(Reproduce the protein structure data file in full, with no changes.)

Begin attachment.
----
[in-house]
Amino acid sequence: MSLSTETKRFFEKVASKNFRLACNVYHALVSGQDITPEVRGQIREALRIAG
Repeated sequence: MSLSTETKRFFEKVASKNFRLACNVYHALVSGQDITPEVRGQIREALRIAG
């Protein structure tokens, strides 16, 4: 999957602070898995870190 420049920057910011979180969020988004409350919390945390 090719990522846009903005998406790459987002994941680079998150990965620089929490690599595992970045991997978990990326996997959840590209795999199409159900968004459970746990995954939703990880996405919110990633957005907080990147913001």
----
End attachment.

[in-house]
Amino acid sequence: MSLSTETKRFFEKVASKNFRLACNVYHALVSGQDITPEVRGQIREALRIAG
Repeated sequence: MSLSTETKRFFEKVASKNFRLACNVYHALVSGQDITPEVRGQIREALRIAG
């Protein structure tokens, strides 16, 4: 999957602070898995870190 420049920057910011979180969020988004409350919390945390 090719990522846009903005998406790459987002994941680079998150990965620089929490690599595992970045991997978990990326996997959840590209795999199409159900968004459970746990995954939703990880996405919110990633957005907080990147913001």